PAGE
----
Tips for Social Networking on Google+
by Andrew Reynolds
This week I’ll be talking about some important aspects of Google’s answer to Facebook: Google+.
An important function of any social networking site is the management of content. In the case of Google+, users who might be browsing under the ‘All’ tab would have to wade through every post tagged as ‘public’ to find content from people they know, as these are shared with all members by default. While this can be an interesting way to interact on a global scale, users can easily organise the content they wish to view by setting up different ‘circles’, such as family, college friends, workmates etc. Selecting the appropriate tab will then filter content to be viewed and shared by the user and is a fast way for users to search for messages or responses from particular people. This also allows users to network with one group of people and keep interaction and shared content separate from another group where it may be appropriate and wise to do so.
(https://plus.google.com/u/0/ , accessed 15/7/12)
Images and videos are easily added, as are comments which can also be edited by the user after posting. For example, consider the following screenshot from the Geek circle:
(https://plus.google.com/u/0/112510423783808568672/posts , accessed 9/7/12)
Here, I made a comment on the user’s zombie version of House. But what if I thought I’d said something inappropriate and wanted to make changes, or maybe add to my comment, or delete it altogether? This is easily done by clicking the ‘Edit’ button to the right of my name. Doing this would present the following screen:
This editing facility is simple to use and available next to each member’s post. Obviously you can’t edit other users comments.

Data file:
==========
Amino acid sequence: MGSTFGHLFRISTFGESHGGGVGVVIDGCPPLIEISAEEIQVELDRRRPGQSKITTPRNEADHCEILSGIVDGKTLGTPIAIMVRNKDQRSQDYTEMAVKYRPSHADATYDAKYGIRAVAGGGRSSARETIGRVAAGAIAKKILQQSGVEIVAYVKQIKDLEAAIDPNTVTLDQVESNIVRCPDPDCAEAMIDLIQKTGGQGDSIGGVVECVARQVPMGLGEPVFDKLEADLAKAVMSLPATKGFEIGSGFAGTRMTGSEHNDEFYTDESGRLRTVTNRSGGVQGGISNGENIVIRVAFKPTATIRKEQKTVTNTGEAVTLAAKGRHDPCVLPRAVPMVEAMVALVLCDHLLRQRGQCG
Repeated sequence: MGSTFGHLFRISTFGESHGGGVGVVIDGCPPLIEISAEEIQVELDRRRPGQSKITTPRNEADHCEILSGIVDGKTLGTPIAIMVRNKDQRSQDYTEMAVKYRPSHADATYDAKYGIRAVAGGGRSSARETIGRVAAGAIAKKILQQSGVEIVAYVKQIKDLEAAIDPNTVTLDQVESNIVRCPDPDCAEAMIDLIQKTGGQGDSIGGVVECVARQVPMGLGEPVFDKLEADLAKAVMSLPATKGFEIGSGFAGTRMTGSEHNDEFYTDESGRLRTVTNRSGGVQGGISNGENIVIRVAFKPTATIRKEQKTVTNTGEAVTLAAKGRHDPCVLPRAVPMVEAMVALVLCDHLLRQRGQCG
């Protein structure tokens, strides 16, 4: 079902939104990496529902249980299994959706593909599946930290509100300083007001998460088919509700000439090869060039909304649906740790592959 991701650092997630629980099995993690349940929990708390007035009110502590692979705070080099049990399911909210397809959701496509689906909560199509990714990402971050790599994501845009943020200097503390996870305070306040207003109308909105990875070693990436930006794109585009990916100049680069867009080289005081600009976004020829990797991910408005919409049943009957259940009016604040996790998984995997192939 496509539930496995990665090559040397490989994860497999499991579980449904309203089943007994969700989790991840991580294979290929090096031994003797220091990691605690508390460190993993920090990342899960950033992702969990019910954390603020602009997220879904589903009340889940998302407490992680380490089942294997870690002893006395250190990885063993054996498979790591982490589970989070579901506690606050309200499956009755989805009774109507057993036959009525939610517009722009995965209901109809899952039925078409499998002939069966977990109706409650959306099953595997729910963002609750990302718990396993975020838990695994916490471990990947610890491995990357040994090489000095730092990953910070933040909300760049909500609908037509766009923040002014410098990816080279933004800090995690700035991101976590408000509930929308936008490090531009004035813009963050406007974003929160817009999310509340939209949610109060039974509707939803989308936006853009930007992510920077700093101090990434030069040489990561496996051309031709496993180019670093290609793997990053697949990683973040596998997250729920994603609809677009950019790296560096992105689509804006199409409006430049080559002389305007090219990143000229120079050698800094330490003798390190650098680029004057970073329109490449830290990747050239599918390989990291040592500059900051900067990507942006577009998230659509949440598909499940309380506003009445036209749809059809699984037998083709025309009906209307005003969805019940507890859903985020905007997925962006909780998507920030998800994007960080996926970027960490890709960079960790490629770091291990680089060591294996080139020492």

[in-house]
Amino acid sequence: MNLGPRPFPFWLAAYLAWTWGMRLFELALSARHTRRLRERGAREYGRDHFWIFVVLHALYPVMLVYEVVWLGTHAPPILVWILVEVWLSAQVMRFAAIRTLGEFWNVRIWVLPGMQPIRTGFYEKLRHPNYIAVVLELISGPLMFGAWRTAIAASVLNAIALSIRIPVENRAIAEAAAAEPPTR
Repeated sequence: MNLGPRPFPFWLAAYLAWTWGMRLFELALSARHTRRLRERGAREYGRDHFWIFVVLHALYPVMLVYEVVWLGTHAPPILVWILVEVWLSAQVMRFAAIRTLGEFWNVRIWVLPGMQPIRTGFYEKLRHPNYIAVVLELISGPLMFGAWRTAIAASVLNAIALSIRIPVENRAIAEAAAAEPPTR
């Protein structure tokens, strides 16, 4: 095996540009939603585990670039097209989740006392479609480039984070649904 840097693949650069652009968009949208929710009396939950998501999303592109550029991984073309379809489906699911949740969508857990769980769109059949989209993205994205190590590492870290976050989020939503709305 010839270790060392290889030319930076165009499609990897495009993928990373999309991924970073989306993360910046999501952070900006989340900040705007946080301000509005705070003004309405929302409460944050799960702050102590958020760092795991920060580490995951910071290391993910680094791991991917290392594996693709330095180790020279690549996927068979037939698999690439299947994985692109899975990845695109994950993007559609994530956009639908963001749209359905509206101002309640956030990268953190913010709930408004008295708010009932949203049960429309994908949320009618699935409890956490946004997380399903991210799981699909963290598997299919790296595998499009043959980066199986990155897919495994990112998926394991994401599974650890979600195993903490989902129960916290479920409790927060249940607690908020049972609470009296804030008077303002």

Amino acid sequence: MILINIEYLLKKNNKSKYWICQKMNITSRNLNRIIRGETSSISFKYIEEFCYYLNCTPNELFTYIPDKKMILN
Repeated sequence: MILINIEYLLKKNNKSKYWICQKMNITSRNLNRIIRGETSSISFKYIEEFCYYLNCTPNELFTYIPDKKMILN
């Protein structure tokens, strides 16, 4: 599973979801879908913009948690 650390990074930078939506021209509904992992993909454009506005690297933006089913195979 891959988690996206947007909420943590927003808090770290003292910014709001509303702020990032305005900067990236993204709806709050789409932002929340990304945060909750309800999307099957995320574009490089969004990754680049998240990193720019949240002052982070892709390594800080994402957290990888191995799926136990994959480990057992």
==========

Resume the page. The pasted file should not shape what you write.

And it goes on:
Another related aspect of content management is ownership of content. The first thing to consider in Google+ before you post is whether to ‘Lock’ the post or not. This is important because the option for others to re-share your post is automatically enabled. Clicking the lock button before you post means that others cannot click the re-share button – an important consideration for copyright holders who may wish a greater level of control over the distribution of certain content.
It should be no surprise that copyright law is complex, especially with social media traversing international boundaries. However, the central tenant here is that copyright attaches as soon as the original work is created. This applies to words, photos, artistic works, music etc. So the originator of a post on a social network such as Google+ retains ownership of any content they created, even though it may be re-shared countless times by other users. Check out the following link for more information on copyright and social media.